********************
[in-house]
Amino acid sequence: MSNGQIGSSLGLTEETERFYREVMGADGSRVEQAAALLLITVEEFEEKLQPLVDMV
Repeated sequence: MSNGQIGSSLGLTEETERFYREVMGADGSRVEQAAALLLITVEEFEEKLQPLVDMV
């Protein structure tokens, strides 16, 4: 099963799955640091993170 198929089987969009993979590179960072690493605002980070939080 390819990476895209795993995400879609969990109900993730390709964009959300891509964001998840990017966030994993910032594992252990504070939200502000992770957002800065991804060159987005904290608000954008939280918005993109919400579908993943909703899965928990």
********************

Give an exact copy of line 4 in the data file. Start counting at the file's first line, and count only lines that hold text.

């Protein structure tokens, strides 16, 4: 099963799955640091993170 198929089987969009993979590179960072690493605002980070939080 390819990476895209795993995400879609969990109900993730390709964009959300891509964001998840990017966030994993910032594992252990504070939200502000992770957002800065991804060159987005904290608000954008939280918005993109919400579908993943909703899965928990």